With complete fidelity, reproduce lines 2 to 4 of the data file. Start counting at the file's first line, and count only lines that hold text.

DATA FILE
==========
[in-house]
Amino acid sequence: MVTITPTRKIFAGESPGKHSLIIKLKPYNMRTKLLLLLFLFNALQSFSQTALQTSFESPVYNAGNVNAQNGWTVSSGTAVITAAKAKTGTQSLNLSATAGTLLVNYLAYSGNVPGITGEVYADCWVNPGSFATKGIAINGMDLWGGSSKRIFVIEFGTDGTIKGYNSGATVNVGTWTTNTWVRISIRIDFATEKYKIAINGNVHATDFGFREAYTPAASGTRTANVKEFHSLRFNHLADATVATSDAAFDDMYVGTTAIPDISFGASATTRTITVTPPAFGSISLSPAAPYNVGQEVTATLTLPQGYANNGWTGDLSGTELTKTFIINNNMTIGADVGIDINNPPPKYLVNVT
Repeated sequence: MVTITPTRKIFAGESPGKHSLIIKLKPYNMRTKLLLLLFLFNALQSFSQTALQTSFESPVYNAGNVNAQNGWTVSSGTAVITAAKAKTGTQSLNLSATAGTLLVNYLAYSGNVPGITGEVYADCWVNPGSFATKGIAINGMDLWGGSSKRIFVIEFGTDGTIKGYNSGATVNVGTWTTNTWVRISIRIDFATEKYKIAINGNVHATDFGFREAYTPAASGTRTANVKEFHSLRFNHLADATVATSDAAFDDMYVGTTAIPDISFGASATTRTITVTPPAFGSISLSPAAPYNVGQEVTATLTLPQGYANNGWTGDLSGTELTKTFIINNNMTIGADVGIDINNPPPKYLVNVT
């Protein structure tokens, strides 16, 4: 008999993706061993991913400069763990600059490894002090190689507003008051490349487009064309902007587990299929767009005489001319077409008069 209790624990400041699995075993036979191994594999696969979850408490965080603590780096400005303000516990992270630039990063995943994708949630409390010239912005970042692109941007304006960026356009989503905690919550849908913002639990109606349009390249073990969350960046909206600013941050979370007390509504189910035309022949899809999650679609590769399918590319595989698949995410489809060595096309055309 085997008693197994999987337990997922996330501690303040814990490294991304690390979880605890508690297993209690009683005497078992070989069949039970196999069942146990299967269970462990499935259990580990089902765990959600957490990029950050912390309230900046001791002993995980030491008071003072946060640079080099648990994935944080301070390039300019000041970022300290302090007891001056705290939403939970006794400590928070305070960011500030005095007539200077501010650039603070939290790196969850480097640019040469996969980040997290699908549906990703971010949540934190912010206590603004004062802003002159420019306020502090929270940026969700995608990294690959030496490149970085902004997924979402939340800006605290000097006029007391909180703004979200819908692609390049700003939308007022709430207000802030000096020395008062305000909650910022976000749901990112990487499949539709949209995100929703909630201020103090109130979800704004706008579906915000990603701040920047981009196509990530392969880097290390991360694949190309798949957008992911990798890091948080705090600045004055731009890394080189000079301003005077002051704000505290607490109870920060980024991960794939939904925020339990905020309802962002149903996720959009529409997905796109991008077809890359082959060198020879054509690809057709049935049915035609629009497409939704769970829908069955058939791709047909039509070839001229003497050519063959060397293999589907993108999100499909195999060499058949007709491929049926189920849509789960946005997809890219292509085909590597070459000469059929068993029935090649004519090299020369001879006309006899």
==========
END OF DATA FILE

Amino acid sequence: MVTITPTRKIFAGESPGKHSLIIKLKPYNMRTKLLLLLFLFNALQSFSQTALQTSFESPVYNAGNVNAQNGWTVSSGTAVITAAKAKTGTQSLNLSATAGTLLVNYLAYSGNVPGITGEVYADCWVNPGSFATKGIAINGMDLWGGSSKRIFVIEFGTDGTIKGYNSGATVNVGTWTTNTWVRISIRIDFATEKYKIAINGNVHATDFGFREAYTPAASGTRTANVKEFHSLRFNHLADATVATSDAAFDDMYVGTTAIPDISFGASATTRTITVTPPAFGSISLSPAAPYNVGQEVTATLTLPQGYANNGWTGDLSGTELTKTFIINNNMTIGADVGIDINNPPPKYLVNVT
Repeated sequence: MVTITPTRKIFAGESPGKHSLIIKLKPYNMRTKLLLLLFLFNALQSFSQTALQTSFESPVYNAGNVNAQNGWTVSSGTAVITAAKAKTGTQSLNLSATAGTLLVNYLAYSGNVPGITGEVYADCWVNPGSFATKGIAINGMDLWGGSSKRIFVIEFGTDGTIKGYNSGATVNVGTWTTNTWVRISIRIDFATEKYKIAINGNVHATDFGFREAYTPAASGTRTANVKEFHSLRFNHLADATVATSDAAFDDMYVGTTAIPDISFGASATTRTITVTPPAFGSISLSPAAPYNVGQEVTATLTLPQGYANNGWTGDLSGTELTKTFIINNNMTIGADVGIDINNPPPKYLVNVT
């Protein structure tokens, strides 16, 4: 008999993706061993991913400069763990600059490894002090190689507003008051490349487009064309902007587990299929767009005489001319077409008069 209790624990400041699995075993036979191994594999696969979850408490965080603590780096400005303000516990992270630039990063995943994708949630409390010239912005970042692109941007304006960026356009989503905690919550849908913002639990109606349009390249073990969350960046909206600013941050979370007390509504189910035309022949899809999650679609590769399918590319595989698949995410489809060595096309055309 085997008693197994999987337990997922996330501690303040814990490294991304690390979880605890508690297993209690009683005497078992070989069949039970196999069942146990299967269970462990499935259990580990089902765990959600957490990029950050912390309230900046001791002993995980030491008071003072946060640079080099648990994935944080301070390039300019000041970022300290302090007891001056705290939403939970006794400590928070305070960011500030005095007539200077501010650039603070939290790196969850480097640019040469996969980040997290699908549906990703971010949540934190912010206590603004004062802003002159420019306020502090929270940026969700995608990294690959030496490149970085902004997924979402939340800006605290000097006029007391909180703004979200819908692609390049700003939308007022709430207000802030000096020395008062305000909650910022976000749901990112990487499949539709949209995100929703909630201020103090109130979800704004706008579906915000990603701040920047981009196509990530392969880097290390991360694949190309798949957008992911990798890091948080705090600045004055731009890394080189000079301003005077002051704000505290607490109870920060980024991960794939939904925020339990905020309802962002149903996720959009529409997905796109991008077809890359082959060198020879054509690809057709049935049915035609629009497409939704769970829908069955058939791709047909039509070839001229003497050519063959060397293999589907993108999100499909195999060499058949007709491929049926189920849509789960946005997809890219292509085909590597070459000469059929068993029935090649004519090299020369001879006309006899």